Private Odysseus moon lander broke a leg during historic touchdown. 'He's a scrappy little dude.' (new photos)

closeup photo showing a spacecraft landing on the moon.
A selfie snapped by Intuitive Machines' Odysseus spacecraft during its moon landing on Feb. 22, 2024. One its landing legs has broken upon touchdown. (Image credit: Intuitive Machines via X)

Intuitive Machines' Odysseus moon lander overcame a number of hurdles during its epic touchdown last week, including one or more broken legs.

The 14-foot-tall (4.3 meters) Odysseus settled onto the gray dirt near the moon's south pole on Thursday (Feb. 22), pulling off the first American lunar landing since the Apollo 17 mission in 1972.

But Odysseus' touchdown was a bit rough. Thanks to an issue with its navigation equipment, the six-legged lander came down faster than expected, onto a patch of lunar ground that was higher in elevation than the target landing zone.

"So we hit harder, and sort of skidded along the way," Intuitive Machines CEO and co-founder Steve Altemus said during a press briefing today (Feb. 28).  

"The landing gear took the bulk of the load, and we broke one or two, possibly, landing gear" legs, he added. 

Related: Intuitive Machines' Odysseus moon lander beams home 1st photos from lunar surface

Odysseus sat upright for about two seconds, on terrain with a roughly 12-degree slope. The lander then began tipping over, however, eventually coming to a rest about 30 degrees from the horizontal, Altemus said. It's propped off the ground a bit by one of its tanks or other pieces of equipment.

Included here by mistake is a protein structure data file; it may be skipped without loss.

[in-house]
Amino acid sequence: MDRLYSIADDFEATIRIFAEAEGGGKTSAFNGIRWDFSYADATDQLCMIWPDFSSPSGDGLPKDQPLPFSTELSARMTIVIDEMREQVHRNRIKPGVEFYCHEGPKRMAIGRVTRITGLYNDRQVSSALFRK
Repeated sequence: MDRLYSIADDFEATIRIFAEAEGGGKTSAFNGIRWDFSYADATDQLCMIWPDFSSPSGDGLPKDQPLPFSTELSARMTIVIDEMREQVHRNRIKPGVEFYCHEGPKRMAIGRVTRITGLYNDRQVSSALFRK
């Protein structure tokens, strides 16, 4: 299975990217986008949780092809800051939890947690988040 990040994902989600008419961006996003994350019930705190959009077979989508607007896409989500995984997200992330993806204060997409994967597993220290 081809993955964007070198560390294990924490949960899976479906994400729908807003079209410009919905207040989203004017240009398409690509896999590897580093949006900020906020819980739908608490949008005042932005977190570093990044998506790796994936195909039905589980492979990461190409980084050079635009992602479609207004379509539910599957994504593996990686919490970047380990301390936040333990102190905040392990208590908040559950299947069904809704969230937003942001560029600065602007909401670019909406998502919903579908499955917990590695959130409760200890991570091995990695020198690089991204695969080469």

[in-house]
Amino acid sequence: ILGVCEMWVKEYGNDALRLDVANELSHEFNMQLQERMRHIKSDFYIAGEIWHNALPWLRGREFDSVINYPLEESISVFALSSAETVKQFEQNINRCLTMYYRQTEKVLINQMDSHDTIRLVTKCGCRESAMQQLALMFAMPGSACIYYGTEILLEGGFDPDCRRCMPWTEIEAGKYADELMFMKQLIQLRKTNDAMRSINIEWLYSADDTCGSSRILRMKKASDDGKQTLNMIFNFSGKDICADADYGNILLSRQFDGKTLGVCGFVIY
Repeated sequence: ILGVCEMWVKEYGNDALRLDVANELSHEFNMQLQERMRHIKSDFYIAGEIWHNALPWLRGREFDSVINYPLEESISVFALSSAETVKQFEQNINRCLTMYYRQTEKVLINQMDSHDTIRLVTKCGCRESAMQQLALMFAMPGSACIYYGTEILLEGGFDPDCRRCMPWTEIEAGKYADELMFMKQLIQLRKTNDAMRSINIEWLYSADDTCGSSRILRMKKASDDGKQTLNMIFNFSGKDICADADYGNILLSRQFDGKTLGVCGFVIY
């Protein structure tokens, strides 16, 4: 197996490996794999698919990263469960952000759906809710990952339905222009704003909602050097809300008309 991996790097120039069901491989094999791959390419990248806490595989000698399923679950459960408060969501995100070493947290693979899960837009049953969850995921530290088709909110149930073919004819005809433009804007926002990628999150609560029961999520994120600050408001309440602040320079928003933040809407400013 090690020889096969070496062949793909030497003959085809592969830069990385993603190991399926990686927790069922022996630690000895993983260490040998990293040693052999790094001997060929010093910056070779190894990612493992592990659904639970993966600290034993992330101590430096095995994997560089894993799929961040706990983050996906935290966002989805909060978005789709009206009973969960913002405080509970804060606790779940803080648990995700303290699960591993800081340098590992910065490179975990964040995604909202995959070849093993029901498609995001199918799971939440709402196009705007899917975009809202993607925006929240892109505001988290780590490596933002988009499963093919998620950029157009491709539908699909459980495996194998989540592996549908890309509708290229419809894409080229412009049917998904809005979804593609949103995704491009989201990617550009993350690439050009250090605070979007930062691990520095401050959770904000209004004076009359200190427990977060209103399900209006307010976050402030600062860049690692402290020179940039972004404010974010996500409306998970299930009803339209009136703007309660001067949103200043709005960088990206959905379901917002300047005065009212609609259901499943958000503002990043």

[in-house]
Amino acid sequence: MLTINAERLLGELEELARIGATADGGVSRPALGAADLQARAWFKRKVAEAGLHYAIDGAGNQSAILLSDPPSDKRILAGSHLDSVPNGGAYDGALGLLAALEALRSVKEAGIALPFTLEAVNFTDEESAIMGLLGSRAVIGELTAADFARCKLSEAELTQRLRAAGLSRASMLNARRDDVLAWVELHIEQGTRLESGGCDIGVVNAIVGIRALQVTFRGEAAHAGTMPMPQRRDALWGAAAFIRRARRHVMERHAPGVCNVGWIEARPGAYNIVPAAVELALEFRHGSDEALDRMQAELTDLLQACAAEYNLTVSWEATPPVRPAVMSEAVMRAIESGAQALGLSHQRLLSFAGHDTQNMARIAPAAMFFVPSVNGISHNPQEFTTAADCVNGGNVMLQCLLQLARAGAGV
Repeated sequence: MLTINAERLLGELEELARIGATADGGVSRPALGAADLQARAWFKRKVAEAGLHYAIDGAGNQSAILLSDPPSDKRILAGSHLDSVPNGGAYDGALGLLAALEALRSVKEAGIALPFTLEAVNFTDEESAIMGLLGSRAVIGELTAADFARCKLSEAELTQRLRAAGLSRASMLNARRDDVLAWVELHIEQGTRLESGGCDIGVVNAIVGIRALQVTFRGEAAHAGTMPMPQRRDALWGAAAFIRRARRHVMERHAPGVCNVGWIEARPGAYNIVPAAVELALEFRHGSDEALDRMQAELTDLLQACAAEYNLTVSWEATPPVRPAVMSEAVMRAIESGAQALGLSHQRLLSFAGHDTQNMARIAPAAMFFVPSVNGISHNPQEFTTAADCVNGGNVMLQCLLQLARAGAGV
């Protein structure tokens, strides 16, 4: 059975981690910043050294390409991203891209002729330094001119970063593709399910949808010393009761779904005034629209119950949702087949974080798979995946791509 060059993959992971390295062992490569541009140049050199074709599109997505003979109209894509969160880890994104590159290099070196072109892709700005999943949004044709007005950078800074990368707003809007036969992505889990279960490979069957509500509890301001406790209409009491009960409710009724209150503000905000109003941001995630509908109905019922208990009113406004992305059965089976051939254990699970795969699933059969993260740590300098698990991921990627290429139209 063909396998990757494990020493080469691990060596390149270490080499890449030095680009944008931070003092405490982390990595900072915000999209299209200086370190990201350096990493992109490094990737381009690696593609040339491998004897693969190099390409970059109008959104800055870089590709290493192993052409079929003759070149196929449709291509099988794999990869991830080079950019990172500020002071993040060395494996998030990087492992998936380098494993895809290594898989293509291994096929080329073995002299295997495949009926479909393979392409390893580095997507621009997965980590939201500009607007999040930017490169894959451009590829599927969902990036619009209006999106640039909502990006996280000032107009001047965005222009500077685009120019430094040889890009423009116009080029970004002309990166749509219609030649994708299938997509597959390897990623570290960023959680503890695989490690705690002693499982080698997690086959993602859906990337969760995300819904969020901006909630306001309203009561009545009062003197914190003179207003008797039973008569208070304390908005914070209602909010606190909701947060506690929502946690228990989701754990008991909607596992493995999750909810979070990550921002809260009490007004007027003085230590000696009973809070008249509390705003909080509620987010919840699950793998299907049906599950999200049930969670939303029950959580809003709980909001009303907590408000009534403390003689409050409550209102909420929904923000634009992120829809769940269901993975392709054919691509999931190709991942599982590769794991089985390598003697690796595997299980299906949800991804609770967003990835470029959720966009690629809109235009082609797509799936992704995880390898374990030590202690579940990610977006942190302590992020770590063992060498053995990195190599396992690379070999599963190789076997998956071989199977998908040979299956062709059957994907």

This orientation was far from ideal. It prevented Odysseus from using its high-gain antenna to communicate with Earth, for example, and put its uppermost solar array in shadow. But Intuitive Machines made the best of the situation, beaming home imagery and science data using Odysseus' low-gain antennas. 

We got our first look at some of those photos today. One of them shows the moment of touchdown, and a broken landing leg is clearly visible. 

"This image illustrates Odysseus' landing strut performing its primary task, absorbing first contact with the lunar surface to preserve mission integrity. Meanwhile, the lander's liquid methane and liquid oxygen engine is still throttling, which provided stability. The company believes the two insights from this image enabled Odysseus to gently lean into the lunar surface, preserving the ability to return scientific data," Intuitive Machines wrote in a post on X today that highlighted the photo.

A selfie snapped by Intuitive Machines' Odysseus spacecraft on the moon on Feb. 27, 2024. (Image credit: Intuitive Machines via X)

In another X post today, Intuitive Machines shared a selfie snapped by Odysseus just yesterday (Feb. 27). 

"Previous attempts to send photos from landing and the days following returned unusable imagery. After successfully transmitting the image to Earth, flight controllers received additional insight into Odysseus' position on the lunar surface," the company wrote.

Such imagery could have been complemented by amazing and unprecedented shots of Odysseus' touchdown from the lunar surface, had everything gone perfectly on landing day.